We are rescuing from Col Potter, and cannot wait. So thrilled to have a wonderful group like them. YAY CAIRNS! It’s time for two!!! =)

  4. Donna Bowling

    Hi Michael — Donna from Atlanta, GA here.

    Stumbled across some of your Pavlov posts and pics earlier today. I lost my Cairn, Butch in 2011. My heart still has a huge hole. So very very sorry he’s no longer there, with you, everyday.

    After I saw your album, I simply had to upload these images. Out of context, in a few of the pics, I would almost bet that your Pavlov was my Butch. Some of their expressions and looks are quite uncanny.

    Hopeful some of these images will make you smile. I know your images of Pavlov made me:

    Take care,

    • Uncle Fishbits

      They never let you go, do they?? My wife and I simply loved and cherished your pics… and your brought Pavlov back to us for a bit… and your dog just roared back to life….
      I hope +1’ing most of your photos as I pranced through them was ok! I tried to comment on a couple but google wasn’t having it. The happy pics, the playing pics… that one of him curled up like a ball, and the one of him in the sun, etc…. it all reminded me of not just my dear friend, but that powerful vibration of love that they send through you. They’re a perfectly divine extension of our humanity… as if we were flawless.

      Your pup is still hear… there’s that saying that when you remember them, it’s just they’re excited tail wagging in your heart.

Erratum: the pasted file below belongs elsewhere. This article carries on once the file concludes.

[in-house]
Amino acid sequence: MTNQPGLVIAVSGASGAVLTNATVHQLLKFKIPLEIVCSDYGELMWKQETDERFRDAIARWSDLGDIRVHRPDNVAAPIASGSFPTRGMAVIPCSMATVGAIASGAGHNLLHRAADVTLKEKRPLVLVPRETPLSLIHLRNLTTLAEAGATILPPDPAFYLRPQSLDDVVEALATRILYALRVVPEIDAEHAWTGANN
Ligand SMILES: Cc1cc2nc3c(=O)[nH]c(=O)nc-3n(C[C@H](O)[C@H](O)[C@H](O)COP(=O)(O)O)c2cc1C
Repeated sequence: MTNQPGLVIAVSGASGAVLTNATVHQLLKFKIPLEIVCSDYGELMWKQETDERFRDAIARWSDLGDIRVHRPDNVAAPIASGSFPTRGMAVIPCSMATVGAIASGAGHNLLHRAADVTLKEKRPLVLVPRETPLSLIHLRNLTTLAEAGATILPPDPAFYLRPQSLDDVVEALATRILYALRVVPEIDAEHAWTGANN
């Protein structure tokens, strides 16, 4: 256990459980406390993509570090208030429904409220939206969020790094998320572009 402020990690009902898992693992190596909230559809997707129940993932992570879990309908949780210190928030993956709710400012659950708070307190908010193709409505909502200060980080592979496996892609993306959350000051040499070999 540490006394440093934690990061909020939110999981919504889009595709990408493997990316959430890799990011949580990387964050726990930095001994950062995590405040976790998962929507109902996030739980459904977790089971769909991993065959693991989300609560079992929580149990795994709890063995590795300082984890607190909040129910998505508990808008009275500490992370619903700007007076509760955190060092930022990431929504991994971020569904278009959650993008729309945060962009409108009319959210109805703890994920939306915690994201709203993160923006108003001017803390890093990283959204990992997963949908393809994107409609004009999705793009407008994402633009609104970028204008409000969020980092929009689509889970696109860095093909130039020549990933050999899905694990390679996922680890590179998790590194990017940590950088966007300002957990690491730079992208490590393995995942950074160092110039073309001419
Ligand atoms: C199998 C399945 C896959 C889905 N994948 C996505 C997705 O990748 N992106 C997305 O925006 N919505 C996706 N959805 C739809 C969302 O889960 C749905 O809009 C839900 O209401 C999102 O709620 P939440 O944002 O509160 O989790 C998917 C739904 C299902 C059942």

Your note made my wife and I SOO SO SO happy. Thank you. Hugs from across the states in the sunny Bay Area.

      I am really glad my little guy got you to go through some old photos of your little guy. I have a bunch of Youtube vids of Pav that haven’t been uploaded yet. A *LOT*. I’ve waited because it was too hard, but now I think I will go through them and find some cute memories to re-experience.

      Thank you so much. Cheers! Let’s get another pooch!

      Did you know there is a Cairn Terrier Rescue group that is AWESOME? We just got approved for adoption…. now just waiting for a few bits of travel until summer and it’s time for a new friend. =)

  5. mike byers

    I can relate with you guys in so many ways. After having our Cairn for over 15 years you do get so use to the every day routine loving them. We lost little ‘Squirtie’ (Moxie) on May 11th 2015. She was my best friend ever and some days feel so lost since she passed. She left a huge hole in our hearts. Although I just found your videos recently, they made me recall the deepest love I could ever have for an animal. She was a great Cairn and was so similar to your Pavlov. The pain of our loss is so great that I sometimes cannot bear to go through each day without her. I Thanks for sharing.

    • Uncle Fishbits